The familiarity and functional relatedness between different resilience domains is obvious. This may represent the inherent qualities of resilience variables themselves, which is a subject of investigation in this study. But it is also caused by a multitude of similar constructs and different operationalizations used in the field. Resilience research suffers from poor concept definition and the lack of a unified methodology [1, 21]. An integrative framework for the study of resilience that emphasizes the role of stimulus-appraisal processes in response to stressors has been proposed [22]. Progress has also been made in the investigation of neurobiological aspects of resilience [23, 24]. Further effort in integrating behavioural and psychological mechanisms also seems necessary to overcome the fragmentation of resilience and its related constructs, and to facilitate the design of interventions for promotion of mental health and well-being. A meta-analysis of interventions aiming to improve resilience has shown small to moderate effects [21].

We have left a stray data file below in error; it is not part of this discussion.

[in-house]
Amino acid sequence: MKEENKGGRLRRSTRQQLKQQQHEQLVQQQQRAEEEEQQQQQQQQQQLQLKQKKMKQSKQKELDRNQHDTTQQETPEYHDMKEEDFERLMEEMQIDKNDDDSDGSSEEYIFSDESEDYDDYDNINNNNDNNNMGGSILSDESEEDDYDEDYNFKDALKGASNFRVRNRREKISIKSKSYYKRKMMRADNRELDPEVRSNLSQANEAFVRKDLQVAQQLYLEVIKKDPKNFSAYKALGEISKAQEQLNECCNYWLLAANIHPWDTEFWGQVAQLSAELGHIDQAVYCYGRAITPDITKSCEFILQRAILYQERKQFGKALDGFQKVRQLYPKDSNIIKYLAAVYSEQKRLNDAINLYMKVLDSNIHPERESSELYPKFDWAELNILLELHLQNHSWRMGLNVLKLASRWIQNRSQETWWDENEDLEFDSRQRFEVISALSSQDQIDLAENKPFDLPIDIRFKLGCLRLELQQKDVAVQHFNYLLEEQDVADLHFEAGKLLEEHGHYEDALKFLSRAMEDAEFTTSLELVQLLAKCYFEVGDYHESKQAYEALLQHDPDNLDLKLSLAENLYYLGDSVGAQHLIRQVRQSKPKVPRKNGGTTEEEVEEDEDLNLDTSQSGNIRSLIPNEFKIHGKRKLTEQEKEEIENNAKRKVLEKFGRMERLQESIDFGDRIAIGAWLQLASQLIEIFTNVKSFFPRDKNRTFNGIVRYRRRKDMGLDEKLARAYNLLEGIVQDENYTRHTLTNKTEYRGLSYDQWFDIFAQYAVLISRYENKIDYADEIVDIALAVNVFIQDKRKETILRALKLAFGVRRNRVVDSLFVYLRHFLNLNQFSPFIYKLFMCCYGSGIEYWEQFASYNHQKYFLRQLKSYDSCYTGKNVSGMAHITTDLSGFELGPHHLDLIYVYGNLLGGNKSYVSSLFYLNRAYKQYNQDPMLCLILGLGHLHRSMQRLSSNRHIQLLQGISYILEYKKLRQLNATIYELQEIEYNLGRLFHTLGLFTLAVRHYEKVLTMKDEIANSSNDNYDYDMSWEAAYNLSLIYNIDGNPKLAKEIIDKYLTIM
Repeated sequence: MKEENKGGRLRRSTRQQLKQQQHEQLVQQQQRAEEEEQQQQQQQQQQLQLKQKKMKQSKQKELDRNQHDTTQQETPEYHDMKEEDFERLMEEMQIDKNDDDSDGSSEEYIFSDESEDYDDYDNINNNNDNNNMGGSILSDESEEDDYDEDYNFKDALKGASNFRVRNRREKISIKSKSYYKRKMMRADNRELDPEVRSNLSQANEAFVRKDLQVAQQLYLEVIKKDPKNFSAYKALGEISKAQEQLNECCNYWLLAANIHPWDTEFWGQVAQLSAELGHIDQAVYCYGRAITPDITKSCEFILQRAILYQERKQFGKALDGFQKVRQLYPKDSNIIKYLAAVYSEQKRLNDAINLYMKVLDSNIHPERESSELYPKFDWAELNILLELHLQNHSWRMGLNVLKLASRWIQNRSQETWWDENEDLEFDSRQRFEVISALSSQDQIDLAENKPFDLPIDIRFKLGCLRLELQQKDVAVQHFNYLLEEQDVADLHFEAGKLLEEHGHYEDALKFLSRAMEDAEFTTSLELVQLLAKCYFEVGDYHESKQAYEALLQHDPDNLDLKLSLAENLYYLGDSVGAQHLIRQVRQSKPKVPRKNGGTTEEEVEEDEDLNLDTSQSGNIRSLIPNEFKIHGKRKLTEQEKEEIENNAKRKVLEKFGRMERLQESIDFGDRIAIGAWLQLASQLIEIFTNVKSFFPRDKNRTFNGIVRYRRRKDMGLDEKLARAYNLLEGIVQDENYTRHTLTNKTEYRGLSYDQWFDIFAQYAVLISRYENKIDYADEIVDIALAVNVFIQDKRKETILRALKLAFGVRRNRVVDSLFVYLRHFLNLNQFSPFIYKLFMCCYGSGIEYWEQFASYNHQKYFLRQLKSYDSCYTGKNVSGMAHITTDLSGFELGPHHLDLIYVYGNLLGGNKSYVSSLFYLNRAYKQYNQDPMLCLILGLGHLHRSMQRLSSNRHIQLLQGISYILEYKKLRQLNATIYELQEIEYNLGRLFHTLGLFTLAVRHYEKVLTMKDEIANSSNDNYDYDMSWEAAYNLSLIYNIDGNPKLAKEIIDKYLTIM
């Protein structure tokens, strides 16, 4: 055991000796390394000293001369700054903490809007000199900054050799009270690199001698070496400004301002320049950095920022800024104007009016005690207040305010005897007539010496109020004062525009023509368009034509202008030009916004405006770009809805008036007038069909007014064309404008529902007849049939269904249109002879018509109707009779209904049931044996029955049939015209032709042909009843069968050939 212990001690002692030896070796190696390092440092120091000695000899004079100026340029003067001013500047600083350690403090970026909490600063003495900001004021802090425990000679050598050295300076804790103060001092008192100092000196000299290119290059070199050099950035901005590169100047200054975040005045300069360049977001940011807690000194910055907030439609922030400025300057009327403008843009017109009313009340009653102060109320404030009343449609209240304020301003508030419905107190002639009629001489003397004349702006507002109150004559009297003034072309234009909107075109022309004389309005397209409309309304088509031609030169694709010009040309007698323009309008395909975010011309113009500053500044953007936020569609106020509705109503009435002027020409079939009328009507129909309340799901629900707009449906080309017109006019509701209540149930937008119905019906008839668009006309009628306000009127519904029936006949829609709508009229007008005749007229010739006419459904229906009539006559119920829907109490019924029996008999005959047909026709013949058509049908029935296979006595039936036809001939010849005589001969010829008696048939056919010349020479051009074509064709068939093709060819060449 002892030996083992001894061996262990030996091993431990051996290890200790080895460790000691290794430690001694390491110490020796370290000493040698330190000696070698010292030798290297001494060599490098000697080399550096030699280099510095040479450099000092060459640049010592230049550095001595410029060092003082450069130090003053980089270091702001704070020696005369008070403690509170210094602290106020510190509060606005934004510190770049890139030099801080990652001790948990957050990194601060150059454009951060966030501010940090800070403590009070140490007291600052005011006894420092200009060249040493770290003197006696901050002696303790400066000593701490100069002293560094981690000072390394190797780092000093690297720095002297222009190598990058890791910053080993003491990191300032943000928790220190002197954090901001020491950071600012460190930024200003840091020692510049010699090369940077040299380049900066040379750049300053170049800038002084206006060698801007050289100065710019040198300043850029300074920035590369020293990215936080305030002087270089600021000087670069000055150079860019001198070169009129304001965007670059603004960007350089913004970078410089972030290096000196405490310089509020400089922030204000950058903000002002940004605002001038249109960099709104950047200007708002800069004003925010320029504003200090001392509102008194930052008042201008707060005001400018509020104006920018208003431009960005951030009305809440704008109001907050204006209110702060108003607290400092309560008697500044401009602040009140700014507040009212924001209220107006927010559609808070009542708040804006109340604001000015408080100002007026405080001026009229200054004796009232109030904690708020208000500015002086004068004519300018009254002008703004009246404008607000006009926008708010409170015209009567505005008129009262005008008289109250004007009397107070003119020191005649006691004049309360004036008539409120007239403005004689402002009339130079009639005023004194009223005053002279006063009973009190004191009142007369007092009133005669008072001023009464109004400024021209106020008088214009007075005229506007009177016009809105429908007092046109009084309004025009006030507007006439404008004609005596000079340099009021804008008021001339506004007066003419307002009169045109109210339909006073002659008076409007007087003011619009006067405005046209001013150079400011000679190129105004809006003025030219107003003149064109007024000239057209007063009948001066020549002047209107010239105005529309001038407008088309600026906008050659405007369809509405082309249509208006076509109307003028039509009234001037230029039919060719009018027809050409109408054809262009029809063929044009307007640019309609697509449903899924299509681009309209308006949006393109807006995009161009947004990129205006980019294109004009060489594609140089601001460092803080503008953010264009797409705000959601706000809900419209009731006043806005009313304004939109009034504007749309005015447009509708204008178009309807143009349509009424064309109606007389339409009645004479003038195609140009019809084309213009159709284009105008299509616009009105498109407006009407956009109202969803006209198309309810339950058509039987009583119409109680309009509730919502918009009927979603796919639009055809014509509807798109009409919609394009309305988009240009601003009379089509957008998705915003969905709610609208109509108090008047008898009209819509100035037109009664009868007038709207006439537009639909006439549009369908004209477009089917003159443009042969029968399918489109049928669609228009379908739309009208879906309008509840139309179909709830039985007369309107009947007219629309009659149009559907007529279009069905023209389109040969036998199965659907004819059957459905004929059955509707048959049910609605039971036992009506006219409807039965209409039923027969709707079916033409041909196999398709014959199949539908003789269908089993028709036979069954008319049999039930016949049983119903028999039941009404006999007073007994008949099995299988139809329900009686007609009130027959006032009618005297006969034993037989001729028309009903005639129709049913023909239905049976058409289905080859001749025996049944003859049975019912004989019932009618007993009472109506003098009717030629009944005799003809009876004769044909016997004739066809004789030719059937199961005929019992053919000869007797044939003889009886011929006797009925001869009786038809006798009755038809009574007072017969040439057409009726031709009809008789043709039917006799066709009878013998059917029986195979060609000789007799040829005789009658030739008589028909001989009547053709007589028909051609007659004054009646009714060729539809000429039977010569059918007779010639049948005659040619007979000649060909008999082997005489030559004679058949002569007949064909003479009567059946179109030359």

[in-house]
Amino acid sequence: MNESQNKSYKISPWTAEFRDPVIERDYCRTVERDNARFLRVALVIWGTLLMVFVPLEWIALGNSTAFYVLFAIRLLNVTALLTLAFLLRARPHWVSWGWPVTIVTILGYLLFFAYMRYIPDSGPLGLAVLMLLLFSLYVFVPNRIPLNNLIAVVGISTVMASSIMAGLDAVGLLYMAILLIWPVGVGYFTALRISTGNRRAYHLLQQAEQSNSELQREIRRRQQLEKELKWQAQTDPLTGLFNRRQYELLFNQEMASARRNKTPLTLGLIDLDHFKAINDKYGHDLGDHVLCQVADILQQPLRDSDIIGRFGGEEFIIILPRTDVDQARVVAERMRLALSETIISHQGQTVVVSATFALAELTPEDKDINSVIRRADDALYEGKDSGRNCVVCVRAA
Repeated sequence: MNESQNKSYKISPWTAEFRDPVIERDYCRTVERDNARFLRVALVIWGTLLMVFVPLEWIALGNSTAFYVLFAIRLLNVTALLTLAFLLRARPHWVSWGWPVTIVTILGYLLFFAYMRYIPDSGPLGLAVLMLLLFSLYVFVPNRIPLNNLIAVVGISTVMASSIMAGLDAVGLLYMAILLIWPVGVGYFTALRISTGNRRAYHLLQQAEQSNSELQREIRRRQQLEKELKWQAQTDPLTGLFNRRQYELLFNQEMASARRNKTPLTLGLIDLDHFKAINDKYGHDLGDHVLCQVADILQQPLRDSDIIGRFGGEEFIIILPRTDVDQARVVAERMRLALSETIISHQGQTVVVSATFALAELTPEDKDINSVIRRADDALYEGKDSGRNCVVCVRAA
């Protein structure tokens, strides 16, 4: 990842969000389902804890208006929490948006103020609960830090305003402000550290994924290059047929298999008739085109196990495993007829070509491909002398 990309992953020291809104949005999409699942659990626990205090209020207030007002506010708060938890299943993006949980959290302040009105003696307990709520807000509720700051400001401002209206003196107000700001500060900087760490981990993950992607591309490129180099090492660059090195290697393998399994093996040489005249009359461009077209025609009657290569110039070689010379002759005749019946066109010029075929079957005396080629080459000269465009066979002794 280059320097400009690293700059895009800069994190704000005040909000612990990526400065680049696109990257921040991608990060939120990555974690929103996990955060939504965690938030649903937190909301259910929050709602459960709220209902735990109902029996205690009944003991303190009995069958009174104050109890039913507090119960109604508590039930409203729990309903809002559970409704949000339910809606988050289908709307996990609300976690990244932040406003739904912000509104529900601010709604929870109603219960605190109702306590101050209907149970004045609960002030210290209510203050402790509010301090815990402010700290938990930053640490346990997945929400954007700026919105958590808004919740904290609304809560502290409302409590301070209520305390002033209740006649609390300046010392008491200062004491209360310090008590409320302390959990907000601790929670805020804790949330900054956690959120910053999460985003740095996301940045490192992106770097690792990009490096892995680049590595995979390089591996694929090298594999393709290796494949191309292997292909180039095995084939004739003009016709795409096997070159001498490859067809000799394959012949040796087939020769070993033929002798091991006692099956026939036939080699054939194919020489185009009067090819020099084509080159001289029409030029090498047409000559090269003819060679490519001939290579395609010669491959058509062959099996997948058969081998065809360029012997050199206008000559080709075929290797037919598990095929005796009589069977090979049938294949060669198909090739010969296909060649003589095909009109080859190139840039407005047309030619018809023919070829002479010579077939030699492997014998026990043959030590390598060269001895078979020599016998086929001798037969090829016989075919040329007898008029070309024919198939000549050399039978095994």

Seeing both sides of the coin: Positive psychology and absence of pathology

Resilience research is profoundly linked with positive psychology, and focusing on resources and strengths instead of on pathology represents a paradigmatic shift in psychology and health professions [25]. However, exclusively taking account of the ‘positive’ side neglects an important fact: well-being and adaptation are supported not only by the presence of resources and positive behaviours, but also by the absence of detrimental behaviours. Maladaptive emotion-regulation strategies [11], perceptions of negative affect, and emotional instability are related to negative developmental trajectories. They are also linked to the personality dimension of neuroticism [26]. In the conceptual framework by Kalisch et al. [22], this aspect is reflected in the axiomatic mechanism of interference inhibition: inhibition of mentally costly negative emotional reactions is considered to be crucial for adaptation to stress and to positive health outcomes.

Irritable bowel syndrome